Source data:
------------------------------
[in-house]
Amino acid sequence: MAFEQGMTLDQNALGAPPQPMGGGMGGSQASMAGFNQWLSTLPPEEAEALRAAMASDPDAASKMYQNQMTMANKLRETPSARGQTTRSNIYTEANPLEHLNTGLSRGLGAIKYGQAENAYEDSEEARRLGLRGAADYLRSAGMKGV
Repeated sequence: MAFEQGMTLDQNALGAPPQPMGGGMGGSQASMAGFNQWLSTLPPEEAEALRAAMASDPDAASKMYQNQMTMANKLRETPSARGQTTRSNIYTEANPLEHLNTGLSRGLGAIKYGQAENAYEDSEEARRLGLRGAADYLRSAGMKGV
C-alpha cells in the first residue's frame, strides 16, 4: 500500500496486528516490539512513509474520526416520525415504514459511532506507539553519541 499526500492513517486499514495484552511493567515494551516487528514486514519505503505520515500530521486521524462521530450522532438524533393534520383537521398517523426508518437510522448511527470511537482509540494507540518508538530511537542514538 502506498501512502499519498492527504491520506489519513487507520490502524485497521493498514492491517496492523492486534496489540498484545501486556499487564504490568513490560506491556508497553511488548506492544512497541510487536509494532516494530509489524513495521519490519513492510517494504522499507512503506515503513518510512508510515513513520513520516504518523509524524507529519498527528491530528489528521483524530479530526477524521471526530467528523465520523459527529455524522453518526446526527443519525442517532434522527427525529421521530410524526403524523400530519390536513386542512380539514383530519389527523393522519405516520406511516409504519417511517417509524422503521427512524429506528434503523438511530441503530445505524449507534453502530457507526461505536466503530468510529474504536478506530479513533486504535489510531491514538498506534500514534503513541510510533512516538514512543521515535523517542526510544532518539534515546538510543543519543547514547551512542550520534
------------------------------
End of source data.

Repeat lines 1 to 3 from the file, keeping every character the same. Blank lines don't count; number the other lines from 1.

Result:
[in-house]
Amino acid sequence: MAFEQGMTLDQNALGAPPQPMGGGMGGSQASMAGFNQWLSTLPPEEAEALRAAMASDPDAASKMYQNQMTMANKLRETPSARGQTTRSNIYTEANPLEHLNTGLSRGLGAIKYGQAENAYEDSEEARRLGLRGAADYLRSAGMKGV
Repeated sequence: MAFEQGMTLDQNALGAPPQPMGGGMGGSQASMAGFNQWLSTLPPEEAEALRAAMASDPDAASKMYQNQMTMANKLRETPSARGQTTRSNIYTEANPLEHLNTGLSRGLGAIKYGQAENAYEDSEEARRLGLRGAADYLRSAGMKGV